“Thus, females are the biological puppeteers, making the males sing exactly what their brains desire,” Ryan wrote in his 2018 book A Taste for the Beautiful.
That male traits are driven to evolve by the way the female brain processes information – in other words, by what females find beautiful – is a big idea in evolutionary biology. It’s why peacocks produce dazzling tail feather fans and why male nightingales sing their intricate and endlessly creative songs.
Ryan has gone on to uncover some surprising quirks of the female frog’s brain. For example, when he and his graduate student Amanda Lea played for female túngara frogs the calls of two males, females would reliably choose the one with the most attractive calls (i.e., chocked full of chucks and with just the right pitches and timing). But then if a third, much-less-attractive call is added to the mix, about a third of the time, females would switch to the one with the second-most-attractive calls. This “decoy effect” works in humans, too – it’s exploited by retailers to get us to buy more expensive cars and by online advertisers to get us to click on ads.
Ultimately, the female brain, which evolved to do many other things besides finding mates, has its own limitations and quirks, and it conjures up an aesthetic that males strive to match.
“I argue that beauty only exists because it pleases the eyes, ears or noses of the beholder,” Ryan wrote. “More generally, that beauty is in the brain of the beholder.”
Never Gonna Give You Up
Males and females in a species sometimes have different priorities for pairing up and childrearing. Cute rodents called prairie voles form strong, lifelong bonds and raise generations of pups together. Steven Phelps, a professor of integrative biology, began studying the brains of male prairie voles to see if he could determine what made them monogamous. He was surprised to find that, within the same species, some males are more faithful and some are less faithful, and that the difference comes down to a subtle genetic variation in their brains.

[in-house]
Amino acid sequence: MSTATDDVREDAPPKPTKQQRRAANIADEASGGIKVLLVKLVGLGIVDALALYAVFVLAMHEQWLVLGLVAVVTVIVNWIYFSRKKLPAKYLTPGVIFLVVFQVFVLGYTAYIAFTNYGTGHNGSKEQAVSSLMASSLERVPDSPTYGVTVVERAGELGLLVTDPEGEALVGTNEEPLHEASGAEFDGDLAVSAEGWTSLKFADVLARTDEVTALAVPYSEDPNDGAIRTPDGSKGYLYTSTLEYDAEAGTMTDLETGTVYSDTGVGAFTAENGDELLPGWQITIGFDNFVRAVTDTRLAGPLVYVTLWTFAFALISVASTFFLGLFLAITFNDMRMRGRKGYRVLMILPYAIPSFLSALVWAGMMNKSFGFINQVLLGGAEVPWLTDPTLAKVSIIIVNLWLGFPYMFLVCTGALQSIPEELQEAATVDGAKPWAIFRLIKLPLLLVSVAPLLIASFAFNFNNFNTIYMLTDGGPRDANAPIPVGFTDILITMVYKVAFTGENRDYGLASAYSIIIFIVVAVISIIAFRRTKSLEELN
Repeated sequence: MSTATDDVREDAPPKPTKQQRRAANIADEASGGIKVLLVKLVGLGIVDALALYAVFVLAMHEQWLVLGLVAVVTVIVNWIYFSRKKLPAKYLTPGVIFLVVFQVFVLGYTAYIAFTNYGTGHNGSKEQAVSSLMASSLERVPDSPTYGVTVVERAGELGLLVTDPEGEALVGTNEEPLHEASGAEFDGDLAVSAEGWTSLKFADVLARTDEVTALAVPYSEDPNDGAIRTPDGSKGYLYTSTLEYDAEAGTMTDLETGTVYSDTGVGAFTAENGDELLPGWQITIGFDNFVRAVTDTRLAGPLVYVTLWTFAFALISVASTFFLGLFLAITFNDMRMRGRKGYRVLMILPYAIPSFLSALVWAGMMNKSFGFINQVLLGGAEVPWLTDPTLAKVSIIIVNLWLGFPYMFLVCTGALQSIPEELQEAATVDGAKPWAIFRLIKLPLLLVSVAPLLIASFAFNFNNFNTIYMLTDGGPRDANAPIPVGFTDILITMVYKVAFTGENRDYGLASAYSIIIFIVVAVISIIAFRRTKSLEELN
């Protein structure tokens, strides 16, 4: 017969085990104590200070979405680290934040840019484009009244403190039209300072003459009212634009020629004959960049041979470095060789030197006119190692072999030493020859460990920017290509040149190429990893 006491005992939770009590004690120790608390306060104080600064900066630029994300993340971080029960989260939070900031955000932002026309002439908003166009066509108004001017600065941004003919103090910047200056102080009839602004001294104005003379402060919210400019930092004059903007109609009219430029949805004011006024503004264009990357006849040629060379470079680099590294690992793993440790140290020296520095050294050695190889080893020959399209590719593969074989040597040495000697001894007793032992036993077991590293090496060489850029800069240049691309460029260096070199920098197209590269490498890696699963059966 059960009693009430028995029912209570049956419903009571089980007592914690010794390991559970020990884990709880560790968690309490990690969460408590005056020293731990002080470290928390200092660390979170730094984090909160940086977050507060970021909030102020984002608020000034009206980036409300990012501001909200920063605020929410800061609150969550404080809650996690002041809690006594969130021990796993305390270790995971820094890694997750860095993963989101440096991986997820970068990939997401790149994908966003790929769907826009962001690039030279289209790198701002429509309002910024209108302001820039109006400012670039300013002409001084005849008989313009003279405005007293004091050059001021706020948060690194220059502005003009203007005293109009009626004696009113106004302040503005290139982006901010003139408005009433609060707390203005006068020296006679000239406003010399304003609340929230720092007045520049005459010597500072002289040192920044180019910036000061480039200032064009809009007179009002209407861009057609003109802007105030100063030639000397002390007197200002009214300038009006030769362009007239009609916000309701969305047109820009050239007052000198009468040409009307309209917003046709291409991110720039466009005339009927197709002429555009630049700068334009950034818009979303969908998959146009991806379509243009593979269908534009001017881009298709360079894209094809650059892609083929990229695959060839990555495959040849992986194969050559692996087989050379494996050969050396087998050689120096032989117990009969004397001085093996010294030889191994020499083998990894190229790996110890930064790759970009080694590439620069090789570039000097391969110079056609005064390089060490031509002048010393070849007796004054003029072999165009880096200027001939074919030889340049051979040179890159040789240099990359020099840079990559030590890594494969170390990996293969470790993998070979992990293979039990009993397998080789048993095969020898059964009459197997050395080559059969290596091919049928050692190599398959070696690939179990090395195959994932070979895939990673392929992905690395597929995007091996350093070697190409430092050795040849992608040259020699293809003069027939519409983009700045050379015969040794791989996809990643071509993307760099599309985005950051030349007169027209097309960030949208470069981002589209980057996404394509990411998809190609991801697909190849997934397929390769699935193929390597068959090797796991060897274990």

Phelps discovered that both the monogamous and the philandering males continued to flourish in the wild. But why would monogamy evolve in the first place if males generally benefit from having more partners to help them spread their genes? Wouldn’t the less faithful trait be favored?
A vole’s surroundings may factor into the equation, Phelps hypothesizes. When female mates are few and far between, monogamy really is the best strategy. Watching after one’s young helps a male ensure his offspring survive and receive resources, while being protected from predators and rival female voles, who are known to commit infanticide.
“If their young need two parents to care for them in order to survive, and a male mates with multiple females and doesn’t stick around to care for his young, every offspring dies,” said Phelps. “So it doesn’t really get him anything.”
As population densities get higher, though, animals tend to become less faithful partners. Phelps and a graduate student are looking to see how that plays out in the male vole’s brain.
“We’re looking to see if there might be variation in selection on this brain mechanism depending on whether the population is high density or low density,” said Phelps. “What we think is that the philandering males do really well at high densities and that the exclusive males do really well at low densities.”
From female fish wising up to males’ tricks, to male frogs dutifully playing females’ preferred tunes, to voles putting aside differences for the sake of their offspring, how males and females behave in pairs results from an evolutionary arms race playing out within species. As this war of the sexes continues, nature’s battlefield displays an exquisite variety of colors, sounds, smells and behaviors as pleasing to members of the opposite sex as they are endlessly interesting to us.
Follow more news from UT evolutionary biologists, find stunning images from our biodiversity collections and watch a peregrine falcon who lives atop the UT Tower on a live “Falcon Cam” at biodiversity.utexas.edu. More from UT Austin scientists and their work that has researchers rethinking evolution can be found in this cover article in The New York Times Magazine.